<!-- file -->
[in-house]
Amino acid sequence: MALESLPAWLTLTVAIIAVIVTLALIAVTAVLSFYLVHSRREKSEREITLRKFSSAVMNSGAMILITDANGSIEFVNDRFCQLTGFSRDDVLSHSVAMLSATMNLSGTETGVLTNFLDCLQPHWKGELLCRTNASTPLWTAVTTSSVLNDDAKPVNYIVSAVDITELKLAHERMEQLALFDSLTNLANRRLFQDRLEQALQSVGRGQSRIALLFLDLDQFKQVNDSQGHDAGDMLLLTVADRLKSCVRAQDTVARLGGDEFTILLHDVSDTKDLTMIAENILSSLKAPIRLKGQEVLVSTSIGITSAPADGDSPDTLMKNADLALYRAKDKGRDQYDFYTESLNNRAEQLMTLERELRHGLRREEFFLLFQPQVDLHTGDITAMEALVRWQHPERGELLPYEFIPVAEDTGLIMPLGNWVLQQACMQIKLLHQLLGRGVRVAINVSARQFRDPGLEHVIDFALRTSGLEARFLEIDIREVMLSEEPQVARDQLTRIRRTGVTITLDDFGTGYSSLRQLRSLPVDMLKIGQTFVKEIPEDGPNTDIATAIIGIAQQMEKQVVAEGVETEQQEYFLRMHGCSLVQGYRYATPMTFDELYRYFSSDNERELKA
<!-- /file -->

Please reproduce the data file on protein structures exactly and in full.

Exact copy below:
[in-house]
Amino acid sequence: MALESLPAWLTLTVAIIAVIVTLALIAVTAVLSFYLVHSRREKSEREITLRKFSSAVMNSGAMILITDANGSIEFVNDRFCQLTGFSRDDVLSHSVAMLSATMNLSGTETGVLTNFLDCLQPHWKGELLCRTNASTPLWTAVTTSSVLNDDAKPVNYIVSAVDITELKLAHERMEQLALFDSLTNLANRRLFQDRLEQALQSVGRGQSRIALLFLDLDQFKQVNDSQGHDAGDMLLLTVADRLKSCVRAQDTVARLGGDEFTILLHDVSDTKDLTMIAENILSSLKAPIRLKGQEVLVSTSIGITSAPADGDSPDTLMKNADLALYRAKDKGRDQYDFYTESLNNRAEQLMTLERELRHGLRREEFFLLFQPQVDLHTGDITAMEALVRWQHPERGELLPYEFIPVAEDTGLIMPLGNWVLQQACMQIKLLHQLLGRGVRVAINVSARQFRDPGLEHVIDFALRTSGLEARFLEIDIREVMLSEEPQVARDQLTRIRRTGVTITLDDFGTGYSSLRQLRSLPVDMLKIGQTFVKEIPEDGPNTDIATAIIGIAQQMEKQVVAEGVETEQQEYFLRMHGCSLVQGYRYATPMTFDELYRYFSSDNERELKA